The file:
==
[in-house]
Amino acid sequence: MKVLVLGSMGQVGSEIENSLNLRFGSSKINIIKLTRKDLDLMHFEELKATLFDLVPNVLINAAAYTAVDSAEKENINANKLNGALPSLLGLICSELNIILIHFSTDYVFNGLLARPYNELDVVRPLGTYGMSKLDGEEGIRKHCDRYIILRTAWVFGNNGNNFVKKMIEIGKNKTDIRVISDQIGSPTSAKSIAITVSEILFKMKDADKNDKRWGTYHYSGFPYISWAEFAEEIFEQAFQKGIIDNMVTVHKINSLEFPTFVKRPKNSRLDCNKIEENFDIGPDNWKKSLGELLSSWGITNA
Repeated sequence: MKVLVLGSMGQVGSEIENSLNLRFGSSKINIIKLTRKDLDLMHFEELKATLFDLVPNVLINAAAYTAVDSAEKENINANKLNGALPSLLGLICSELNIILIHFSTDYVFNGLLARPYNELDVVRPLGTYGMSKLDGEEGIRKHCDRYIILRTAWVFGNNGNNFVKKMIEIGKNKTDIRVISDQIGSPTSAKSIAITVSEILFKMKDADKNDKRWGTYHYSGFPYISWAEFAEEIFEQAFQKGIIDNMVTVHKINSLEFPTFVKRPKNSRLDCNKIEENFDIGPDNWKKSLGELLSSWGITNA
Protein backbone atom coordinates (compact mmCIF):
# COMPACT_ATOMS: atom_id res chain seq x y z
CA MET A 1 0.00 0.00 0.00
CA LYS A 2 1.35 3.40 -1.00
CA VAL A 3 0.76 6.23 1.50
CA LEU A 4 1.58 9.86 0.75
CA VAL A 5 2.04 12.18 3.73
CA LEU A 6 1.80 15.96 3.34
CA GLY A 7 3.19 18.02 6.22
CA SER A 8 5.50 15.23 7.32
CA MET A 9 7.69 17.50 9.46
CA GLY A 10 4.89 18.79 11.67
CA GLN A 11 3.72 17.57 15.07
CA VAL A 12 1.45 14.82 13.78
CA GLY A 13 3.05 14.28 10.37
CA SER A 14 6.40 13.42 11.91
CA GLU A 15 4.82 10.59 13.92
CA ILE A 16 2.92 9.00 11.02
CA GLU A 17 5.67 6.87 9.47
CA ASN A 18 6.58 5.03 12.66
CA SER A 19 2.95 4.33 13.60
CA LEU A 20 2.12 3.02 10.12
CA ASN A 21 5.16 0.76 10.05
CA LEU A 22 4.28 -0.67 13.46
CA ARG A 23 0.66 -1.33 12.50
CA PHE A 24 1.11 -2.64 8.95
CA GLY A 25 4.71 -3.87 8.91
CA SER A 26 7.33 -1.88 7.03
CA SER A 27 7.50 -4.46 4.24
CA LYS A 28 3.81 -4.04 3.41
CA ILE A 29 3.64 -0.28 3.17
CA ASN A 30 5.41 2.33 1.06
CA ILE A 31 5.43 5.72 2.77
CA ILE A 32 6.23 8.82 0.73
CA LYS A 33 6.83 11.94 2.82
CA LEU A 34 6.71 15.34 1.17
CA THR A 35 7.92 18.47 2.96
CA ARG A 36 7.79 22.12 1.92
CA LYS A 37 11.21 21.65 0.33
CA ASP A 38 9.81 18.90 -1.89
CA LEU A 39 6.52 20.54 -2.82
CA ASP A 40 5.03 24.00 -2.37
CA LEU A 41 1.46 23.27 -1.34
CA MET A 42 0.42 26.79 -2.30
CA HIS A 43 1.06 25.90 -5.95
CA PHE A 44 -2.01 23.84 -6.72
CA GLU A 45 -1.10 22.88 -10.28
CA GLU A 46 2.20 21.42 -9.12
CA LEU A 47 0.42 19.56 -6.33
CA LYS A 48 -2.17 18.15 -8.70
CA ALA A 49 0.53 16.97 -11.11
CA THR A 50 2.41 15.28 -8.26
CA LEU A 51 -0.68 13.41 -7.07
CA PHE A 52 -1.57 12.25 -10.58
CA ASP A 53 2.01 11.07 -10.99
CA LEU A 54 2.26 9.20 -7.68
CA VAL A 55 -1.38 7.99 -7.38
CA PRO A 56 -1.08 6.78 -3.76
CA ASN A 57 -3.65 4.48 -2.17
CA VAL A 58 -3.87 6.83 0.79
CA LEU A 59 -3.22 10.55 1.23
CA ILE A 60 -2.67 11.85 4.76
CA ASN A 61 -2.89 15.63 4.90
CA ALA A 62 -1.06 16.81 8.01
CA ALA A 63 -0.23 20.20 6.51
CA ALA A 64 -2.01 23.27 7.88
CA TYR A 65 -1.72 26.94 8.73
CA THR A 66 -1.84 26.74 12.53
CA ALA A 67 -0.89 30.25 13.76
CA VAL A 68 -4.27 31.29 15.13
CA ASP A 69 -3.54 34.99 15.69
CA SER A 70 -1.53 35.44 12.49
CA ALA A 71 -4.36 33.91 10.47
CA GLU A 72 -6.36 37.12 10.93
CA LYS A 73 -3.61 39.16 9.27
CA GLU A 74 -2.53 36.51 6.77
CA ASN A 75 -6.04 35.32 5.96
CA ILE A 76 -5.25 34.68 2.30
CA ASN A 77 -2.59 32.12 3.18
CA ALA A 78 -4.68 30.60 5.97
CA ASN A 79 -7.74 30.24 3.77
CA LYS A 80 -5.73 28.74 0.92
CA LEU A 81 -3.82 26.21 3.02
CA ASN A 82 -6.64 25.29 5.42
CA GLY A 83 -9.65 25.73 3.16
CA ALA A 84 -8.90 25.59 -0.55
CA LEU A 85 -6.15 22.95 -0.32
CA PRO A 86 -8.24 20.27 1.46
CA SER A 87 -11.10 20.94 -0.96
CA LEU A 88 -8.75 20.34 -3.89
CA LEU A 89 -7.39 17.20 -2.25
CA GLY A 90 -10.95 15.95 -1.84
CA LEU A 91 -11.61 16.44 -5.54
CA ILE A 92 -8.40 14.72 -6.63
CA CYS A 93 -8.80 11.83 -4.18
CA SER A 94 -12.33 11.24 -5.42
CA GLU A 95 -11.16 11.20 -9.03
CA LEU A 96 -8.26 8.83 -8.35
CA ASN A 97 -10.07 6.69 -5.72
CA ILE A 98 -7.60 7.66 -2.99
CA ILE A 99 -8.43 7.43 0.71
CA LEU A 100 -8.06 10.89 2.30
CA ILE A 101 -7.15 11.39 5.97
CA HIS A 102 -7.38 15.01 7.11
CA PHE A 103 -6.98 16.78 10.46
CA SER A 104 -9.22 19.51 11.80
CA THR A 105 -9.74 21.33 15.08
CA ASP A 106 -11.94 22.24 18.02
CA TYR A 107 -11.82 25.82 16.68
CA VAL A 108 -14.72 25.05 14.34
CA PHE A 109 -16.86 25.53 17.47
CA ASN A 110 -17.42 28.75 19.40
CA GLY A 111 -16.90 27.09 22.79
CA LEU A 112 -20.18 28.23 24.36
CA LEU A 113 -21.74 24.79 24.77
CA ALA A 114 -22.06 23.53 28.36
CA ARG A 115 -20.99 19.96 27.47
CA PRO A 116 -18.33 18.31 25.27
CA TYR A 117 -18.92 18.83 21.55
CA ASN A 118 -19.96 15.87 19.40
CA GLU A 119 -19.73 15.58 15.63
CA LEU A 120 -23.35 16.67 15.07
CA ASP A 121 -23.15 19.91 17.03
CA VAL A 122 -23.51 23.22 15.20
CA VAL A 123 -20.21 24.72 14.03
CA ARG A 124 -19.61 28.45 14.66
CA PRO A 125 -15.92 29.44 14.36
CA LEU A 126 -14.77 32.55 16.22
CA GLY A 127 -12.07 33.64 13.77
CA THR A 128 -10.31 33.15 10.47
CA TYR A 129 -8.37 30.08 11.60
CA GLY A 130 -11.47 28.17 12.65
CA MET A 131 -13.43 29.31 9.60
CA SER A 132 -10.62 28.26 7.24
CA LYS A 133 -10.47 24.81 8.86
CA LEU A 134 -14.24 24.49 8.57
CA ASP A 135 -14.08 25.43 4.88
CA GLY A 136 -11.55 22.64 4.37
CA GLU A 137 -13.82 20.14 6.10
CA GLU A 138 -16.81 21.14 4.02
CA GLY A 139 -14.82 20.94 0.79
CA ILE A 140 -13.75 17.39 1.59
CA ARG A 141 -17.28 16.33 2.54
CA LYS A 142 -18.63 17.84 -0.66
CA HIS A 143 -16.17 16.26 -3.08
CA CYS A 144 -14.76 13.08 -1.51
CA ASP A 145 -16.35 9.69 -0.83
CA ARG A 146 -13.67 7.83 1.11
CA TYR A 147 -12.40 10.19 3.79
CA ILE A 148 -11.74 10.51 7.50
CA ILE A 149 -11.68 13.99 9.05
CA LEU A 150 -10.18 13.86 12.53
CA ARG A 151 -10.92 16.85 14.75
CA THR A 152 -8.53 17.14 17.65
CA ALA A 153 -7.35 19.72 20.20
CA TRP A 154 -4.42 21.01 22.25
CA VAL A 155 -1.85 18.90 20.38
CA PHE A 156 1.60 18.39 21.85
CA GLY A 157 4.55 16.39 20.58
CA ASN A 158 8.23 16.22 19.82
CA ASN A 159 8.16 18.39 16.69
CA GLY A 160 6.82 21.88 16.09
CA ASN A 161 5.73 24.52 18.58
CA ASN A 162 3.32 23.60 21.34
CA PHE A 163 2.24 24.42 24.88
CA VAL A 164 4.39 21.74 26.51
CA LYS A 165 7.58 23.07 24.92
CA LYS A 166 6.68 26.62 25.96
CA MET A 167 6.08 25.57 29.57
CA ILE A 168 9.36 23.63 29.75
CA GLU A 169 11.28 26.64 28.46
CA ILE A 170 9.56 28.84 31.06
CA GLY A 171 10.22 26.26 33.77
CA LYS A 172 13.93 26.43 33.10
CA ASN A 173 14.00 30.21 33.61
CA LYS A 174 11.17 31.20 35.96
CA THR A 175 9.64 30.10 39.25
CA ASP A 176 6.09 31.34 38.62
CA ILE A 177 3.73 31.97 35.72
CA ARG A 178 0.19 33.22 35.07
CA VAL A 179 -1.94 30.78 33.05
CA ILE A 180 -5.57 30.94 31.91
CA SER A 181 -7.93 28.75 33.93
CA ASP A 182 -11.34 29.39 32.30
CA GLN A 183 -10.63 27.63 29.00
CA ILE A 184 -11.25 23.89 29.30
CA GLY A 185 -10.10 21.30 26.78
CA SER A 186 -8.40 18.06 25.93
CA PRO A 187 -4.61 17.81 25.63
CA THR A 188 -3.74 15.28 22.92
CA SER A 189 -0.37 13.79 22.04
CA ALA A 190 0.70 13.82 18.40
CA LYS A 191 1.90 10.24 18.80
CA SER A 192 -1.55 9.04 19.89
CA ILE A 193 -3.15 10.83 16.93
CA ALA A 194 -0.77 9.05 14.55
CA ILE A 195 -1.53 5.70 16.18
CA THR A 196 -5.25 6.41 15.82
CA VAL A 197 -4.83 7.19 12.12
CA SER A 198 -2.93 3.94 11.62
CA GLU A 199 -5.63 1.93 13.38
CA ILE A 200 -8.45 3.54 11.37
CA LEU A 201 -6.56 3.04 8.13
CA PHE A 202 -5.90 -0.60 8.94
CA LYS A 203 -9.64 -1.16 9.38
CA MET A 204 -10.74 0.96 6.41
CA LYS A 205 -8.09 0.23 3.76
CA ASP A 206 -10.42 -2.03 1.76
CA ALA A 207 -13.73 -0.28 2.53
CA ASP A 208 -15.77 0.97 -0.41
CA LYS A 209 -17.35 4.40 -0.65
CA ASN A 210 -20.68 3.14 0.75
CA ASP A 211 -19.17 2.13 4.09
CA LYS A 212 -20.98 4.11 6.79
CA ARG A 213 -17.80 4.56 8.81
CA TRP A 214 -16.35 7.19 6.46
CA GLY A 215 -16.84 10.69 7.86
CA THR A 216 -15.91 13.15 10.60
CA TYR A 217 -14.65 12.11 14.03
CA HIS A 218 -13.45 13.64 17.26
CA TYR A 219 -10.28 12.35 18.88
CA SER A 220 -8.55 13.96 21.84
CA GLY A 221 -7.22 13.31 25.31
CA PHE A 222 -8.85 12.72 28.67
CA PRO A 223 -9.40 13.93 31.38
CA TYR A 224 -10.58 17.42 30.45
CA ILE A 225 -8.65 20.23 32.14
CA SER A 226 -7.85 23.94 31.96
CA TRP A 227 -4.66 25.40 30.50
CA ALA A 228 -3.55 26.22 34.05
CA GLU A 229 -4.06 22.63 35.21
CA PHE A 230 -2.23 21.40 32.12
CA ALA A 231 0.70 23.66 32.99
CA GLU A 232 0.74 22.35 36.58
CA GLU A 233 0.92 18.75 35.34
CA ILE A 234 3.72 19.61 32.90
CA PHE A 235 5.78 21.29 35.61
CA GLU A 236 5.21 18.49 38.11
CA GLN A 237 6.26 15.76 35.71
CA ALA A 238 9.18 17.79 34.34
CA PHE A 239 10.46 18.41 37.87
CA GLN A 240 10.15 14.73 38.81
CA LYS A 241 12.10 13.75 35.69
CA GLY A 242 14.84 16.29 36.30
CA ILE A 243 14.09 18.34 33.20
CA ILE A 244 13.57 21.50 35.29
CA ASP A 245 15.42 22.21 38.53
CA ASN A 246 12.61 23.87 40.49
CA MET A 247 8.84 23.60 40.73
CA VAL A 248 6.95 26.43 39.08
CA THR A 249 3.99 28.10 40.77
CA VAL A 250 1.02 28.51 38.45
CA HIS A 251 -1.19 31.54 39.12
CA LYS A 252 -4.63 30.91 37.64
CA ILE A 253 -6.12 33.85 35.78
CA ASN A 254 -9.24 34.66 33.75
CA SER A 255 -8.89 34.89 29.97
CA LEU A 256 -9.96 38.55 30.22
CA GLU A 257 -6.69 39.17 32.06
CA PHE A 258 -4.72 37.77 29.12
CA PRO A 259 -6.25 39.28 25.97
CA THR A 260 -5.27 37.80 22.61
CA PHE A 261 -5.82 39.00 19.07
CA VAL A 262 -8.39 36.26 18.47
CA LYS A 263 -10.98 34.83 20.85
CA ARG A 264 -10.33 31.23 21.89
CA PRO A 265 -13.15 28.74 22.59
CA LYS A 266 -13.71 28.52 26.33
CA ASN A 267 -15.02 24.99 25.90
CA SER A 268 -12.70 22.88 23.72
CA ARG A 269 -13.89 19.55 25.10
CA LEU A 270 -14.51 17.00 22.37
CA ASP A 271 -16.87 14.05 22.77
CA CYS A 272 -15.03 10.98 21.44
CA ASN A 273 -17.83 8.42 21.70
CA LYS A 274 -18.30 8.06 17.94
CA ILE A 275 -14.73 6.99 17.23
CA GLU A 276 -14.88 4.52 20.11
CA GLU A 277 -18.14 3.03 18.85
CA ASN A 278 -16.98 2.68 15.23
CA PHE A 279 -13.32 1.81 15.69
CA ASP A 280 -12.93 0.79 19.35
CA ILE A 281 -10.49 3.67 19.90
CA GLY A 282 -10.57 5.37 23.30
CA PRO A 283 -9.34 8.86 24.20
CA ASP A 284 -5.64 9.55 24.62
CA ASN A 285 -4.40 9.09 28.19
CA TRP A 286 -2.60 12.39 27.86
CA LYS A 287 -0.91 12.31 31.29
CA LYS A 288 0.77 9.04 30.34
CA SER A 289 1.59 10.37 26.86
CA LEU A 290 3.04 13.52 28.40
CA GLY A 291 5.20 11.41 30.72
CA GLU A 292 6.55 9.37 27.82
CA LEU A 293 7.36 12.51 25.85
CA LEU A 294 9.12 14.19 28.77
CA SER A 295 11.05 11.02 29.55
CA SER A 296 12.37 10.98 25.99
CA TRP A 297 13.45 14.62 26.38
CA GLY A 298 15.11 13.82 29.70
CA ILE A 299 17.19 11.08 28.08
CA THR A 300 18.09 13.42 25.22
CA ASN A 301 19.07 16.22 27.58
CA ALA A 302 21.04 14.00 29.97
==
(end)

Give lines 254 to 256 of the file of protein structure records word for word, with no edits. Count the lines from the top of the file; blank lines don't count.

CA THR A 249 3.99 28.10 40.77
CA VAL A 250 1.02 28.51 38.45
CA HIS A 251 -1.19 31.54 39.12